Breaking With Past: Linda Griego, former head of Rebuild L.A., at a shopping center at Central and Slauson avenues. Inset, burned cars at Florence and Normandie avenues in April 1992.

Breaking With Past: Linda Griego, former head of Rebuild L.A., at a shopping center at Central and Slauson avenues. Inset, burned cars at Florence and Normandie avenues in April 1992. Photo by Ringo Chiu.

Twenty-five years after South Los Angeles erupted in flames through four days and nights of rioting after the April 29, 1992, verdicts acquitting four police officers in the Rodney King beating case, some of the hardest-hit neighborhoods are well on the path to recovery.

But more than a generation later others struggle and stagnate.

Around the periphery of the rioting, neighborhoods from Koreatown to USC to the Crenshaw Boulevard corridor are experiencing unprecedented levels of development, with new mixed-use centers and housing developments almost completely wiping away vacant lots and any other traces of the rioting.

“Koreatown is completely rebuilt, Pico-Union is completely rebuilt, and so are some other neighborhoods,” said Linda Griego, former head of Rebuild L.A., a nonprofit set up to guide redevelopment after the riots, and chairwoman of MLK Health and Wellness Community Development Corp. “For the most part, they’ve all rebuilt better.”

But the closer one moves to the flashpoint of the riots at Florence and Normandie avenues, the more spotty the recovery has been. Scores of lots remain vacant, some buildings are still boarded up, and many stores retain a rundown feel. While some new projects and shopping centers have finally opened after decades of delays and failed plans, overall economic investment in this central core continues to fall far short of the promises and commitments made in the weeks and months following the riots.

“The closer you are to the epicenter, the less change there has been in economic opportunity and economic development,” said Fernando Guerra, director of the Center for the Study of Los Angeles at Loyola Marymount University in Westchester.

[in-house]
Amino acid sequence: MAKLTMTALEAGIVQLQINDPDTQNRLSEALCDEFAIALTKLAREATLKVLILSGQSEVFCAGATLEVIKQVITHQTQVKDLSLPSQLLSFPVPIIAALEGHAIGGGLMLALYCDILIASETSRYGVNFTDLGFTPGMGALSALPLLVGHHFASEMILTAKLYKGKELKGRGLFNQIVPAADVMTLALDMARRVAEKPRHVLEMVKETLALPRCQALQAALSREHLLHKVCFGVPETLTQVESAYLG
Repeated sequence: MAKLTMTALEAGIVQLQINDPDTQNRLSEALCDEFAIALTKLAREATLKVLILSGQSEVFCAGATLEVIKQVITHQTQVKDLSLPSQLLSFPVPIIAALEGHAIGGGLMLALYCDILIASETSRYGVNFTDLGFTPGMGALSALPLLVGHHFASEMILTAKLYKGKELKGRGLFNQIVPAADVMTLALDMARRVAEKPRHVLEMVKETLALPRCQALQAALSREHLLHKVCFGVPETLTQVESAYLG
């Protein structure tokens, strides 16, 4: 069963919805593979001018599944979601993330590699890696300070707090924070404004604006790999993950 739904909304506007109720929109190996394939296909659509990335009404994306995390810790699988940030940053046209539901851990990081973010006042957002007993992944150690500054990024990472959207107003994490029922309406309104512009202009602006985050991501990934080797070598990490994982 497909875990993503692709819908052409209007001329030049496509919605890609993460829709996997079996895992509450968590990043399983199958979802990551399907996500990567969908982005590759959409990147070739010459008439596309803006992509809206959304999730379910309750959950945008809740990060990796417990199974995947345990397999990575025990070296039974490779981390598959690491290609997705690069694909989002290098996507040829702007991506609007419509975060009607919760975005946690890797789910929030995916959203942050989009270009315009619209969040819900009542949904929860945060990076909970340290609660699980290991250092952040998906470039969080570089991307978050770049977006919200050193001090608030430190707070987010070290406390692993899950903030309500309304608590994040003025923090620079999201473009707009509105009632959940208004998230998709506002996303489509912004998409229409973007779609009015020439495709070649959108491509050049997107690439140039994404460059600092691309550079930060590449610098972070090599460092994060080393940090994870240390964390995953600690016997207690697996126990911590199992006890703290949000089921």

Economic toll

The rioting, which ran from April 29 to May 2, damaged or destroyed 1,100 buildings in the city of Los Angeles at a cost of nearly $1 billion, according to RLA’s final report from January 1997. Among the affected buildings were 700 retail shops, including 225 liquor and convenience stores. In all, more than 10,000 small businesses were adversely impacted.

Griego said that when RLA sunsetted in early 1997 after its five-year term, nearly 500 properties still remained vacant.

The damage was not limited to Los Angeles. An additional 300 buildings were damaged or destroyed by fire in north Long Beach. Several other communities around Southern California and as far away as Las Vegas experienced smaller-scale riots that damaged or destroyed buildings.

In the days and weeks after the unrest, RLA, under the leadership of former L.A. 1984 Olympics czar Peter Ueberroth, obtained commitments from 43 companies totaling $497 million to be directed to various rebuilding efforts, according to the organization’s final report. The list was an impressive who’s who of corporate Los Angeles at the time, including Arco, First Interstate Bank, Ford Motor Co., and Ralphs Grocery Co. About $390 million of those commitments were actually delivered upon by the end of 1996, the report says.

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